Yet, other than his stint as an interim, Alomar has never managed at any level, and his ML experience is one year as a catching instructor, two years as a 1B coach and two years as a bench coach.

    In addition, if you're looking at the hot pitching coach candidate who is well-known for being energetic and creative, how about Roger McDowell for manager. He has been the Braves pitching coach for the last eight seasons and under his guidance the Braves team ERA has gone down in each of the last six seasons.

  • In reply to Cleme:

    Roger McDowell is the new Dave Duncan. Miracle worker, and certainly MLBs top pitching coach right now.

  • I have thrown the name Jose Oquendo out and haven't heard anything. Would he be a serious candidate for the job or is he lacking a skill?

  • In reply to WaitTilNextYear:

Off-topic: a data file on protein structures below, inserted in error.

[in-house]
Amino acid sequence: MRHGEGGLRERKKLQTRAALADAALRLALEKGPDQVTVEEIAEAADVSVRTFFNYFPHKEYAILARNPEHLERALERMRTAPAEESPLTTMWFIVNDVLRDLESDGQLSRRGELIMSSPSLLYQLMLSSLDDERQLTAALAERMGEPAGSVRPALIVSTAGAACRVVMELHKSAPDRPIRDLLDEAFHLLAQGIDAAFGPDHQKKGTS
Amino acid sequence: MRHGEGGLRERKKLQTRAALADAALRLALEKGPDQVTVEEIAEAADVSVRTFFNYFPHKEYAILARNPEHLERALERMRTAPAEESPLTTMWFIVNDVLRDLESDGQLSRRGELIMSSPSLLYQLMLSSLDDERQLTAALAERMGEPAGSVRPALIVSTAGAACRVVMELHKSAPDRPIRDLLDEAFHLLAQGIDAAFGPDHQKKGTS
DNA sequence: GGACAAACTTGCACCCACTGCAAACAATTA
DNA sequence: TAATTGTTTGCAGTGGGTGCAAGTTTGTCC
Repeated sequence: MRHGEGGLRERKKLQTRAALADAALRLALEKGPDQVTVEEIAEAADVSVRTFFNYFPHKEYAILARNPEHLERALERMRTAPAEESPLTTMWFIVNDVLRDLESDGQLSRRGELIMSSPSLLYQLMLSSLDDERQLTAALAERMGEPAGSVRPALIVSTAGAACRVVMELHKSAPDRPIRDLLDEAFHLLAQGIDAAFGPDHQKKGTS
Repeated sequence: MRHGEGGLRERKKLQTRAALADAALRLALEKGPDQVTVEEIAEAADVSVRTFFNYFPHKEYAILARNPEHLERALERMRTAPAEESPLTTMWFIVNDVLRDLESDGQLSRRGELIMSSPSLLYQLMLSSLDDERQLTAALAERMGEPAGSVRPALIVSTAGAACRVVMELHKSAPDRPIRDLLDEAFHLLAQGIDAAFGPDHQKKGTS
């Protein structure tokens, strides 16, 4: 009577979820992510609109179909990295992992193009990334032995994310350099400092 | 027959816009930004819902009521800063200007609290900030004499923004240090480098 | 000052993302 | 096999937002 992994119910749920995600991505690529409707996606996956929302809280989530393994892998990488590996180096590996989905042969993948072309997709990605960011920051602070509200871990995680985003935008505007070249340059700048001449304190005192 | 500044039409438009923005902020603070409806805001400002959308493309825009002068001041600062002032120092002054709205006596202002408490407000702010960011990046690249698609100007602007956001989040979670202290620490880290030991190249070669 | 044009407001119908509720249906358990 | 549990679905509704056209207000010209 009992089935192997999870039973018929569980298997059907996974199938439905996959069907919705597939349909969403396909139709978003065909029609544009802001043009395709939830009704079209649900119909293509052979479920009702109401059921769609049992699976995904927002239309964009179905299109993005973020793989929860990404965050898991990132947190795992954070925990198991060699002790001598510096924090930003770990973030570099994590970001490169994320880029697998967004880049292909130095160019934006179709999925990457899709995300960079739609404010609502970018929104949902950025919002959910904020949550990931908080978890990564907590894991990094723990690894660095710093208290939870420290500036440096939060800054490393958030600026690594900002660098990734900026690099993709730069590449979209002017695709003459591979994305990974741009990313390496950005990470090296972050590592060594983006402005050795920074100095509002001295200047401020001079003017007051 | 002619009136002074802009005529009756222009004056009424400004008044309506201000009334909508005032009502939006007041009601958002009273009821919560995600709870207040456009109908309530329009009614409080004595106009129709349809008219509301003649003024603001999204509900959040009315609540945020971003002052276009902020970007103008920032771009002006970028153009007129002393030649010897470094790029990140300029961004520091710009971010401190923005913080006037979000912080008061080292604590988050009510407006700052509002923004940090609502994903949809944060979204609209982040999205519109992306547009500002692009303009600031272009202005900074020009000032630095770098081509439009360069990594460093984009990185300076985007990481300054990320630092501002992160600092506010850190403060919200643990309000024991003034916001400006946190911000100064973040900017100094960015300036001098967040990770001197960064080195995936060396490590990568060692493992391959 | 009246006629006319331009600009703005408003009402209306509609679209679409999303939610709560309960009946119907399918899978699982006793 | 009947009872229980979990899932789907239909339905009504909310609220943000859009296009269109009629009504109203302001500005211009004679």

Well, Oquendo has been a Cardinal for so long that it's hard to imagine him in another uniform. Also, he has been passed by a few times including the Cards, so his window may have closed. He may be one of those guys who has found his calling as a coach.

  • In reply to 44slug:

    McKay left the cards to help with the cubs and I know he was popular in St. Louis. I just figured he fits the bill for what we are looking for. And he may not even be interested.

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    I swear I saw Girardi on one of the VIP boxes at last night's Blackhawks game but I couldn't get close enough to get a picture.

  • well at least it isn't a Starbucks lol , seriously that would be awesome if it was Him. If He hasn't accepted the Yanks offer by mid week or so I believe He wants to hear the Cubs offer or already has and is waiting till Nov 1 to sign on the dotted line.